Shenango Coke Update: Consent Order and Lawsuit

On Feb. 6, 2014 GASP gave notice of intent to sue Shenango, Inc., a coke-making facility on Neville Island, based on Shenango’s chronic violations of certain emissions standards and limitations that apply to Shenango’s operations, specifically:

  1. A standard that makes it illegal for the periods during which there are visible emissions during Shenango’s charging operations to aggregate to more than 55 seconds (for any five consecutive charges);

  2. A standard that makes it illegal for the opacity of visible emissions from Shenango’s pushing emissions control device outlet to equal or exceed twenty percent at any time;

  3. A standard that makes it illegal for there to be visible emissions from more than five percent of Shenango’s coke oven doors at any time;

  4. A standard that makes it illegal for visible emissions from Shenango’s battery combustion stack to equal or exceed twenty percent opacity for a period aggregating to more than three minutes during any sixty-minute period;

  5. A standard that makes it illegal for visible emissions from Shenango’s battery combustion stack to equal or exceed sixty percent opacity at any time; and

  6. A limitation on the sulfur content of Shenango’s coke oven gas.

On April 7, 2014 Shenango entered into a Consent Order and Agreement (the “COA”) with the Allegheny County Health Department (“ACHD”). GASP has reviewed Shenango’s most recent quarterly and semi-annual compliance reports to determine how Shenango’s compliance record has been following the COA.

First, the good news: the COA required Shenango to submit and implement a “Charging Procedures Work Plan.” That Plan looked to address Shenango’s chronic violations of the charging standard listed above. Shenango submitted its Plan on time, and has not reported a violation of that standard since implementing it in the period GASP reviewed. The COA also required Shenango to undertake measures to eliminate its violations of the pushing standard listed above. Specifically, Shenango was required to repair and extend its pushing emissions control shed and submit and implement a “Baghouse Maintenance Plan.” These measures appear to have eliminated Shenango’s violations of that standard in the reviewed period.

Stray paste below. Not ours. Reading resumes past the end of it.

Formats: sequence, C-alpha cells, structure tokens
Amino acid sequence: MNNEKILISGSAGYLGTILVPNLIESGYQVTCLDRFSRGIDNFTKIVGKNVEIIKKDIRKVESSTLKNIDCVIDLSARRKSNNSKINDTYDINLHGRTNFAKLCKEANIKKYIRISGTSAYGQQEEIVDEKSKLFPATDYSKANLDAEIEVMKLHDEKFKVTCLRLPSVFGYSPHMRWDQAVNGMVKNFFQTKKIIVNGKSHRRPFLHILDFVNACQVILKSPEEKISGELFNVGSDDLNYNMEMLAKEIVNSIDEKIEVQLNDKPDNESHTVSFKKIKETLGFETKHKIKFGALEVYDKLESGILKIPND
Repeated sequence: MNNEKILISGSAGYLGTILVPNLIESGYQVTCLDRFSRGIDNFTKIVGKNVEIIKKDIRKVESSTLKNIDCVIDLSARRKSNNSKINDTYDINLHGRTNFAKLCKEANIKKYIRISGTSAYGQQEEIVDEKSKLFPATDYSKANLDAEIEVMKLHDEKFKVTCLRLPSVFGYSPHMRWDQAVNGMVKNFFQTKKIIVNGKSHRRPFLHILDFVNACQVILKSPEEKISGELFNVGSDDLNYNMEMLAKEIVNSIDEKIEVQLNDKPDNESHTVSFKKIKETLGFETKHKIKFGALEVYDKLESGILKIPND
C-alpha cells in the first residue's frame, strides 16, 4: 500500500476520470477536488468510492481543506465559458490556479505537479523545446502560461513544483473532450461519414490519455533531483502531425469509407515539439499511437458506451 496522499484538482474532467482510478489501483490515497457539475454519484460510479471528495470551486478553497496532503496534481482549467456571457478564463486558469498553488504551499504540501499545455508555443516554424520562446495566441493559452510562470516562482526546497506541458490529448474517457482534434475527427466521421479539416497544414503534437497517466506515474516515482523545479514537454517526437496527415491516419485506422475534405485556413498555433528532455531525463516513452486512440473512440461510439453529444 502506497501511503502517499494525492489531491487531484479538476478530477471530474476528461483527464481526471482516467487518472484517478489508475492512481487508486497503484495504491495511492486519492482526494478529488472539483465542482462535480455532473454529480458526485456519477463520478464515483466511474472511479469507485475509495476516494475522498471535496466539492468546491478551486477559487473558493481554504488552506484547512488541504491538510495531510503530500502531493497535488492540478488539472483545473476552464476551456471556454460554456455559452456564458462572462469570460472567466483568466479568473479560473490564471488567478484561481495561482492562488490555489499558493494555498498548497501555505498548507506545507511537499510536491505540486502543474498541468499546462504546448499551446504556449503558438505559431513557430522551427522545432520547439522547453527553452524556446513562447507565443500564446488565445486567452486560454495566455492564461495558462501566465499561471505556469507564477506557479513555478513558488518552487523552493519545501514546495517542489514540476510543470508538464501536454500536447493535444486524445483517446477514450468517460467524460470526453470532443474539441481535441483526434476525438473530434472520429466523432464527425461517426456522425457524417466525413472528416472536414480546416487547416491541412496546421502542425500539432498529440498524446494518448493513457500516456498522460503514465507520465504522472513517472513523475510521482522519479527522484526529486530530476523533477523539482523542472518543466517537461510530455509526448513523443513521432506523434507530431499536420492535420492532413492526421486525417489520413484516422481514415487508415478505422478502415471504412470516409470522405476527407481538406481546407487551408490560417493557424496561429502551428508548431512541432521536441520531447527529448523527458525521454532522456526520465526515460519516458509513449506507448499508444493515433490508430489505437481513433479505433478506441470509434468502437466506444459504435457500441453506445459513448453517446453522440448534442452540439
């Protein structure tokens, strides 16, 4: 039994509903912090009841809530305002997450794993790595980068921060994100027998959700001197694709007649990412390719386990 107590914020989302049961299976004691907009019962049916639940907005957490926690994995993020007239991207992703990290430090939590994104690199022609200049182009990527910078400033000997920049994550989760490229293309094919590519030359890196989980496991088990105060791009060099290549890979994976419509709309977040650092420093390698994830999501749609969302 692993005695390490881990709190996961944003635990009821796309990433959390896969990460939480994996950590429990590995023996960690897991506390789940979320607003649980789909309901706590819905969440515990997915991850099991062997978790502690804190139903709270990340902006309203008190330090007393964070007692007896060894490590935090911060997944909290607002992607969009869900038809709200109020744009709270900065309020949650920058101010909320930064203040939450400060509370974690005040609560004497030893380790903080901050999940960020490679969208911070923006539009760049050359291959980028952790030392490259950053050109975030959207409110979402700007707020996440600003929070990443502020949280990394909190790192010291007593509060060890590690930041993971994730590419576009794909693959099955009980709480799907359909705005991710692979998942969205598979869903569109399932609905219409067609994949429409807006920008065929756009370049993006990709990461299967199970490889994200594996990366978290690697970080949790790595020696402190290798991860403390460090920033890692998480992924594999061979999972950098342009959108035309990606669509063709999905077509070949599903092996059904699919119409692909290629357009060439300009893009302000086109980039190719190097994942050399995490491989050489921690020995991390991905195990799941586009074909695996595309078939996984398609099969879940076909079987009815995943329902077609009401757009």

There is also mixed news: Shenango implemented a coke oven door maintenance program that is mentioned but not required, by the 2014 COA. That program has reduced, but not eliminated, Shenango’s violations of the limitation on visible emissions from the door areas of its coke ovens.

Finally, the bad news: the rate of Shenango’s violations of the limitation on the sulfur content of its coke oven gas has actually increased following the COA. Shenango violated that standard 14 times during the second quarter of 2014, after having violated it only once during 2014’s first quarter and twice during the last quarter of 2013.

In other bad news, the COA did not impose any new requirements on Shenango to address its chronic violations of the limitations on visible emissions from its combustion stack, and those violations have continued to occur. In fact, such violations have occurred at an increasing rate over the last several years. The following graphs show the number of stack violations that Shenango has reported for each month since the beginning of 2011. The straight lines toward the bottom of each graph are trend lines generated by Microsoft Excel:


Monthly20
Monthly60

–John Baillie, Staff Attorney

#Shenango #ShenangoCokeWorks #ConsentOrder #NevilleIsland #emissions #combustionstack #AlleghenyCountyHealthDepartment #ACHD #cokeovengas

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